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New laws propose five years in prison for spreading fake news

President Donald Trump has often railed against what he terms 'fake news'

ACTIVELY promoting 'fake news' using social media sites will be made an offence under proposals to be brought before the Dáil.

New laws tabled by Fianna Fáil would also see the use of internet 'bots' to influence political debate punished with five years in jail or fines of up to €10,000.

The legislation also contains restrictions on online political advertising and will require the purchasers of ads to display a transparency notice stating their aim and target audience.

The bill comes on the back of claims that the election of US President Donald Trump was heavily influenced by Russian entities.

It is expected to have a major impact on the practices of political parties in the Republic.

It also comes as the Independent Press Standards Organisation (Ipso) has launched a logo to reassure readers that they are being protected from fake news.

Newspapers, websites and magazines signed up to Ipso, which includes the Irish News, can use the logo as a guarantee to readers they are not being misled. The slogan that accompanies the symbol states: "For press freedom with responsibility."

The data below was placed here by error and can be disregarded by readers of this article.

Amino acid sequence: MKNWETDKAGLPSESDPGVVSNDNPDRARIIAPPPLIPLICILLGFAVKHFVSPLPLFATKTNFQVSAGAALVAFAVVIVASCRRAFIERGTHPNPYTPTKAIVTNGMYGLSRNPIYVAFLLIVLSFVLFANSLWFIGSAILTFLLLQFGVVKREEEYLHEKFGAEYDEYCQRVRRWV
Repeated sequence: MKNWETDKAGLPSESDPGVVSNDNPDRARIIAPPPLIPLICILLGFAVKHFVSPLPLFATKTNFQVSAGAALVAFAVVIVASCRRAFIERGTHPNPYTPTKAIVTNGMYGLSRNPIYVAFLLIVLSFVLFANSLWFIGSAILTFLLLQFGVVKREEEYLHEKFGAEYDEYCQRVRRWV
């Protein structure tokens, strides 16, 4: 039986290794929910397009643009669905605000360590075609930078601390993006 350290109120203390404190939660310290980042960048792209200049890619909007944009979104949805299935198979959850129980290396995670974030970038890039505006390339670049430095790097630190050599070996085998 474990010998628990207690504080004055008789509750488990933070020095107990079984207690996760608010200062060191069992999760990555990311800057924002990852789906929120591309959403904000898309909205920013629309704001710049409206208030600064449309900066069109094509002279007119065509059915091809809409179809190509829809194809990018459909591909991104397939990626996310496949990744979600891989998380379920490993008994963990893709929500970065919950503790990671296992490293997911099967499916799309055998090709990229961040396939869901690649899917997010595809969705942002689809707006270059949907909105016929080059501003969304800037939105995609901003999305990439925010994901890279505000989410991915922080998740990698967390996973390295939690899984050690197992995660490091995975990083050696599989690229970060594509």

Fianna Fáil TD James Lawless, wrote the legislation, said people should not be naive in thinking "Ireland will not be affected by the new form of hybrid information warfare which is underway on social media".

"Evidence suggests that an army of fake social media accounts is being amassed to disrupt the democratic process in the future, with journalists and prominent public figures highlighting an upsurge in the number of dubious accounts following them on social media platforms," he said.

"It's highly likely these dormant accounts will spring into action during a future election or referendum campaign, as happened in Britain and the US."

Mr Lawless told the Irish Independent that there needed to be a clampdown on numerous fake accounts being used "to disseminate a political message".

The law states that any person who knowingly uses an automated bot - that run 25 or more social media accounts or profiles online - in such a way as to cause multiple online profiles to act in a political way, will be guilty of an offence.

A low-level breach could result in a €500 fine or six months in jail, rising to €10,000 and up to five years for a serious infringement.

"It's important that we move swiftly to bring some transparency to political debate on social media platforms," Mr Lawless added.

Meanwhile, three Methodist College Belfast pupils have won a political prize for examining whether fake news means the end of facts.

Hala Heenan, Shannon McKeown-Gilmore and Jake Lowry won the Political Studies Association (PSA) Schools Prize.

They wrote, produced and presented a short video examining fake news and its consequences.

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